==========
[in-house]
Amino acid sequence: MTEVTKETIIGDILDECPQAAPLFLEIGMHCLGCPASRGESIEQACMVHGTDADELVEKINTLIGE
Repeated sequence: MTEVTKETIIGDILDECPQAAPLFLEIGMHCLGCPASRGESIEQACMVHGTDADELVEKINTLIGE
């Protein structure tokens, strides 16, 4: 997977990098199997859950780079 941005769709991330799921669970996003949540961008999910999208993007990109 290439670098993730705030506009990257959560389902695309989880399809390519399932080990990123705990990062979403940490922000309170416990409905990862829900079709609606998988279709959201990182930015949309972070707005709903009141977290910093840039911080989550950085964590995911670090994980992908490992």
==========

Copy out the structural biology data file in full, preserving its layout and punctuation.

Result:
[in-house]
Amino acid sequence: MTEVTKETIIGDILDECPQAAPLFLEIGMHCLGCPASRGESIEQACMVHGTDADELVEKINTLIGE
Repeated sequence: MTEVTKETIIGDILDECPQAAPLFLEIGMHCLGCPASRGESIEQACMVHGTDADELVEKINTLIGE
């Protein structure tokens, strides 16, 4: 997977990098199997859950780079 941005769709991330799921669970996003949540961008999910999208993007990109 290439670098993730705030506009990257959560389902695309989880399809390519399932080990990123705990990062979403940490922000309170416990409905990862829900079709609606998988279709959201990182930015949309972070707005709903009141977290910093840039911080989550950085964590995911670090994980992908490992």